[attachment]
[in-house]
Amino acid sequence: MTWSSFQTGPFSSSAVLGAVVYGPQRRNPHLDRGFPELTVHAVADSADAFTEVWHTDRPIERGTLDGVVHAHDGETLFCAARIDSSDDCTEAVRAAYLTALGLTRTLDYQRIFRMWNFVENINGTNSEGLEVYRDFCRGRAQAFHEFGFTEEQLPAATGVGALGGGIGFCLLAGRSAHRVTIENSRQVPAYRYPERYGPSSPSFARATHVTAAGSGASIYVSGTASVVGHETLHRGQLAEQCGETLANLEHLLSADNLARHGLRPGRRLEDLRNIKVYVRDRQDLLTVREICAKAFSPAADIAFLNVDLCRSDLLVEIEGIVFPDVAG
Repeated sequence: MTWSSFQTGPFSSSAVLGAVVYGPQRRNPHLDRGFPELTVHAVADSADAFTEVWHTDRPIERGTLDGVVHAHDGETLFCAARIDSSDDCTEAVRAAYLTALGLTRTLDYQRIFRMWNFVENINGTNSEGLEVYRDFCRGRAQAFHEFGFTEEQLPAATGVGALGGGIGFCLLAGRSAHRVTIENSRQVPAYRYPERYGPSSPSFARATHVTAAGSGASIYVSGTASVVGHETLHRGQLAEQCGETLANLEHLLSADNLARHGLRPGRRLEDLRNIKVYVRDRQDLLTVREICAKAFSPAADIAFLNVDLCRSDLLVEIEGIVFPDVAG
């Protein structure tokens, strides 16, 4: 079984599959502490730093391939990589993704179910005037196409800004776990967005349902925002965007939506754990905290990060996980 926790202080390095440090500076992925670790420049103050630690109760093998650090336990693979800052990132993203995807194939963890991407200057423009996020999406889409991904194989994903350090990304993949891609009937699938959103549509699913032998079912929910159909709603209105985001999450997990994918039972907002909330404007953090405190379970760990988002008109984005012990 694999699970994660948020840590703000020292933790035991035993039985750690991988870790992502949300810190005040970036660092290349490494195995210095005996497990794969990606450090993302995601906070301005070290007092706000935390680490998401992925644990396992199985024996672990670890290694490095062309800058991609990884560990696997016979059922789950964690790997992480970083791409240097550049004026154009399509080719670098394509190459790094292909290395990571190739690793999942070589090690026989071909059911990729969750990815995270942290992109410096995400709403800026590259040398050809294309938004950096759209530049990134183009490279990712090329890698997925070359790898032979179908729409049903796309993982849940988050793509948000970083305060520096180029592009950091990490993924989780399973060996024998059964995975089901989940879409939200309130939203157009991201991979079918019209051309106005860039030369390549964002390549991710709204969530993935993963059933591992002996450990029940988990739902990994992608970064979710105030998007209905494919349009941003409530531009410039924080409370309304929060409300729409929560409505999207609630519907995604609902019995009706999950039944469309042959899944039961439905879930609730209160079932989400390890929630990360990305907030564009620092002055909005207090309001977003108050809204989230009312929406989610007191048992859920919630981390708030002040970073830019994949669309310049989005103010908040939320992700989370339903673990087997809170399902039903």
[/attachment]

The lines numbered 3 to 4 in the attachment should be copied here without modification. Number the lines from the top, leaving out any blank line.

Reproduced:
Repeated sequence: MTWSSFQTGPFSSSAVLGAVVYGPQRRNPHLDRGFPELTVHAVADSADAFTEVWHTDRPIERGTLDGVVHAHDGETLFCAARIDSSDDCTEAVRAAYLTALGLTRTLDYQRIFRMWNFVENINGTNSEGLEVYRDFCRGRAQAFHEFGFTEEQLPAATGVGALGGGIGFCLLAGRSAHRVTIENSRQVPAYRYPERYGPSSPSFARATHVTAAGSGASIYVSGTASVVGHETLHRGQLAEQCGETLANLEHLLSADNLARHGLRPGRRLEDLRNIKVYVRDRQDLLTVREICAKAFSPAADIAFLNVDLCRSDLLVEIEGIVFPDVAG
């Protein structure tokens, strides 16, 4: 079984599959502490730093391939990589993704179910005037196409800004776990967005349902925002965007939506754990905290990060996980 926790202080390095440090500076992925670790420049103050630690109760093998650090336990693979800052990132993203995807194939963890991407200057423009996020999406889409991904194989994903350090990304993949891609009937699938959103549509699913032998079912929910159909709603209105985001999450997990994918039972907002909330404007953090405190379970760990988002008109984005012990 694999699970994660948020840590703000020292933790035991035993039985750690991988870790992502949300810190005040970036660092290349490494195995210095005996497990794969990606450090993302995601906070301005070290007092706000935390680490998401992925644990396992199985024996672990670890290694490095062309800058991609990884560990696997016979059922789950964690790997992480970083791409240097550049004026154009399509080719670098394509190459790094292909290395990571190739690793999942070589090690026989071909059911990729969750990815995270942290992109410096995400709403800026590259040398050809294309938004950096759209530049990134183009490279990712090329890698997925070359790898032979179908729409049903796309993982849940988050793509948000970083305060520096180029592009950091990490993924989780399973060996024998059964995975089901989940879409939200309130939203157009991201991979079918019209051309106005860039030369390549964002390549991710709204969530993935993963059933591992002996450990029940988990739902990994992608970064979710105030998007209905494919349009941003409530531009410039924080409370309304929060409300729409929560409505999207609630519907995604609902019995009706999950039944469309042959899944039961439905879930609730209160079932989400390890929630990360990305907030564009620092002055909005207090309001977003108050809204989230009312929406989610007191048992859920919630981390708030002040970073830019994949669309310049989005103010908040939320992700989370339903673990087997809170399902039903």